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Mary Edwards Walker in her later years, 1911. She received the Medal of Honor for her work as a surgeon during the US Civil War, the only woman to ever get one. In 1917 the Army tightened up the rules for what you had to do/be to get the MoH...and deleted 911 names from the Medal of Honor Roll, including hers. She kept her medal and wore it till her death. Jimmy Carter restored her medal posthumously.

The National Sporting Library in Middleburg, Virginia commissioned a monument to the Civil War cavalry horse. Rather than portray a hearty horse, the monument shows an exhausted, malnourished horse, still faithful and serving, even though it was clearly near the end of its rope. We don't know what happened to its master. The monument accurately depicts the condition of Civil War cavalry horses, and shows the frightful toll that endless hours of marching and picketing took on those proud beasts.

A great General who loved this country but felt an obligation to the south

Stonewall Jackson was just a wee bit eccentric. He was said to be as calm as a cucumber in battle and was often seen with his left arm raised - something to do with blood circulation as bullets flew around him. He loved sucking on the odd lemon and avoided pepper like the plague because it made his left leg ache. Dressed in tattered old uniforms. His horse was too small for him and he disliked battle on Sundays. In all this he was a devout Christian and prayed fervently even before battles.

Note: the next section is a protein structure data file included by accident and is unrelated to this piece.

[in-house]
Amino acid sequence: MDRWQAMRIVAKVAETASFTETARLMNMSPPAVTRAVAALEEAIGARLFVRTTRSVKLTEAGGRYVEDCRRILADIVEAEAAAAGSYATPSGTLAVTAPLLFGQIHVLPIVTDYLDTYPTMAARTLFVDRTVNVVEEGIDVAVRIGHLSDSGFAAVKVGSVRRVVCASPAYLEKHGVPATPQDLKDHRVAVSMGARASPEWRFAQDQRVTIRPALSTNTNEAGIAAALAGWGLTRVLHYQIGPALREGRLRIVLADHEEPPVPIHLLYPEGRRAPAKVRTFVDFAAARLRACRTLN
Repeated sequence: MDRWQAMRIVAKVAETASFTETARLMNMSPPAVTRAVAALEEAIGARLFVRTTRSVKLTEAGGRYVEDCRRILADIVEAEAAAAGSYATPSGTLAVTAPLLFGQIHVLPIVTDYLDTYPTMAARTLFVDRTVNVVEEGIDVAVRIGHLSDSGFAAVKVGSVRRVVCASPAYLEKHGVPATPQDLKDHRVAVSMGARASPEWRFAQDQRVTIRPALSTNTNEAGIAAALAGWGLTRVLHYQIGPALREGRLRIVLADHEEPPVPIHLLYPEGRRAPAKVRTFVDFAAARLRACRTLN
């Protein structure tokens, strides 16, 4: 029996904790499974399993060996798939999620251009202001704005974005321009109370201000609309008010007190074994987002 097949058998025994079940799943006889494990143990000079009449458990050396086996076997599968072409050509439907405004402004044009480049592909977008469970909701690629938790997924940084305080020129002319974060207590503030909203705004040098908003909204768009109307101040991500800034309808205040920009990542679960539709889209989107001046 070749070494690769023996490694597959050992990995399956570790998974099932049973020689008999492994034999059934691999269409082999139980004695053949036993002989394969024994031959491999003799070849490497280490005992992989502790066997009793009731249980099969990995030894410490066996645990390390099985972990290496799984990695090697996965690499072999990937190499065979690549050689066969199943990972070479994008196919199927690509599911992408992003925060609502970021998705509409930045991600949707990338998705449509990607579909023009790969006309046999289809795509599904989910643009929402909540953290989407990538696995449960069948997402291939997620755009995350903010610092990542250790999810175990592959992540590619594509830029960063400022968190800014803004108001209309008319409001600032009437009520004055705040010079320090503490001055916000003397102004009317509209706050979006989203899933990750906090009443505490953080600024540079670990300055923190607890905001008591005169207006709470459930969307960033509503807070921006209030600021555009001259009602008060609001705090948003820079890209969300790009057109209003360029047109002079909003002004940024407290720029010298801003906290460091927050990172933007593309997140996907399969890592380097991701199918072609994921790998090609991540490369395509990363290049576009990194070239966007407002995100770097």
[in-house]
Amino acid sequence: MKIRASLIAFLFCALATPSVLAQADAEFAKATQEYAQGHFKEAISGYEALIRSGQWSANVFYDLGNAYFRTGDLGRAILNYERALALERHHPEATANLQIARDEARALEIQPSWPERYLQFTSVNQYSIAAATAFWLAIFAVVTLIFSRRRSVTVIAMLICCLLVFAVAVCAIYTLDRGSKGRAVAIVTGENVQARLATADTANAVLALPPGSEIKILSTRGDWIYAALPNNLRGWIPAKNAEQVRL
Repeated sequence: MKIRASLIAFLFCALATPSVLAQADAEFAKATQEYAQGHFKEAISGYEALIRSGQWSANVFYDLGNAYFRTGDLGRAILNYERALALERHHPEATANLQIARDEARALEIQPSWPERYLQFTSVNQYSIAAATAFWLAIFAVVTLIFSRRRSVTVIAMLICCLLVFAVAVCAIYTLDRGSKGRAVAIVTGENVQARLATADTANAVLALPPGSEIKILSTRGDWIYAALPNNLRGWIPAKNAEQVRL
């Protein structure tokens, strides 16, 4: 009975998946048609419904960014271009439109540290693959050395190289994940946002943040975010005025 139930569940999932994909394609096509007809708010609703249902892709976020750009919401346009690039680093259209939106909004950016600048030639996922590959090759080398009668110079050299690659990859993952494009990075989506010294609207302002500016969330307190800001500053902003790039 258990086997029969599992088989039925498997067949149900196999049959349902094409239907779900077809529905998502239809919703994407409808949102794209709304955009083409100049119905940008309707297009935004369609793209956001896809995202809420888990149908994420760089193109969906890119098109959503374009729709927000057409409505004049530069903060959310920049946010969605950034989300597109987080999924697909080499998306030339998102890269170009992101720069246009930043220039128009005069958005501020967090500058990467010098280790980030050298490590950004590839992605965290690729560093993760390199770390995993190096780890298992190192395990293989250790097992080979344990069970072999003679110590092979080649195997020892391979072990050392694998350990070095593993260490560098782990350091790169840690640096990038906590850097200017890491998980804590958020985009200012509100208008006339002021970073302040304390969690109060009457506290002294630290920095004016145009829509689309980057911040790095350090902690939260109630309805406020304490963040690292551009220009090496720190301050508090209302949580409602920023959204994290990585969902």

I fell at Gettysburg.. by Romain Chassagne, via 500px

Union Soldier in Uniform

Blue and Grey : 1861-65 Bullets

Confederate Soldiers Uniform

Confederate Soldiers Uniform

Brother against Brother in the Great Civil War.The only war fought in the United States

Red jacket with green revers and cuffs, worn by Colonel William Taylor of the 1st Connecticut Regiment, American, c. 1770's-1780's.

NPS: "The most famous of the dozens of young drummer boys was Johnny Clem of Newark, Ohio. He went to war at the age of ten. In Clem's first battle, a shell fragment ripped his drum apart. He became known as "Johnny Shiloh." Gallantry in action two years later brought him promotion to sergeant. Clem made the army a career, and he retired in 1916 with the rank of major general."

Confederate Major Joseph White Latimer died August 1st 1863 from wounds he received during the Battle of Gettysburg.

Here is an original photograph of Morris Island, South Carolina. General Quincy A. Gillmore in front of his tent. It was created in 1863 by Haas & Peale. (Morris Island, located at the mouth of the Charleston Harbor, is accessible only by boat. However, the Morris Island lighthouse is visible from many of Charleston's coastal communities.)

Battle of Gettsburg veterans. The picture was taken in 1913, at a reunion held on the battlefield. The man sitting on the rocks is a Confederate soldier, and the man standing is a Union soldier.

‘I believe this government cannot endure permanently half slave and half free.” Abraham Lincoln had a knack for getting to the heart of the matter. So it was, during the famous 1858 Senate campaign against Stephen Douglas, when with that single line, he got to the crux of the constitutional issues that would lead to war just two years later.